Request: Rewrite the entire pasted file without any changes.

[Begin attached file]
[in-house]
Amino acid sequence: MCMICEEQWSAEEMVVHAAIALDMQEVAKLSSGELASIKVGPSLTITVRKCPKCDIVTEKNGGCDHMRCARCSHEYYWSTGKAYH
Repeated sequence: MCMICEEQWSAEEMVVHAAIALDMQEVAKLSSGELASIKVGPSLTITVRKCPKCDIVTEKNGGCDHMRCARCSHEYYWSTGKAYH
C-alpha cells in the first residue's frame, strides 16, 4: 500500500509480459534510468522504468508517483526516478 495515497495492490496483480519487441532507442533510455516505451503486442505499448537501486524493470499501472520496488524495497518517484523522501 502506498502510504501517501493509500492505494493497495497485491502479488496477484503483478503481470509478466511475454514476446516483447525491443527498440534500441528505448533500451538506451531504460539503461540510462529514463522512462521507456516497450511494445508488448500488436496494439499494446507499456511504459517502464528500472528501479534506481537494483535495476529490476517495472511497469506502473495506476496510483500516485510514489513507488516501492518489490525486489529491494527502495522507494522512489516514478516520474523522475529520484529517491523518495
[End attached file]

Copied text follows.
[in-house]
Amino acid sequence: MCMICEEQWSAEEMVVHAAIALDMQEVAKLSSGELASIKVGPSLTITVRKCPKCDIVTEKNGGCDHMRCARCSHEYYWSTGKAYH
Repeated sequence: MCMICEEQWSAEEMVVHAAIALDMQEVAKLSSGELASIKVGPSLTITVRKCPKCDIVTEKNGGCDHMRCARCSHEYYWSTGKAYH
C-alpha cells in the first residue's frame, strides 16, 4: 500500500509480459534510468522504468508517483526516478 495515497495492490496483480519487441532507442533510455516505451503486442505499448537501486524493470499501472520496488524495497518517484523522501 502506498502510504501517501493509500492505494493497495497485491502479488496477484503483478503481470509478466511475454514476446516483447525491443527498440534500441528505448533500451538506451531504460539503461540510462529514463522512462521507456516497450511494445508488448500488436496494439499494446507499456511504459517502464528500472528501479534506481537494483535495476529490476517495472511497469506502473495506476496510483500516485510514489513507488516501492518489490525486489529491494527502495522507494522512489516514478516520474523522475529520484529517491523518495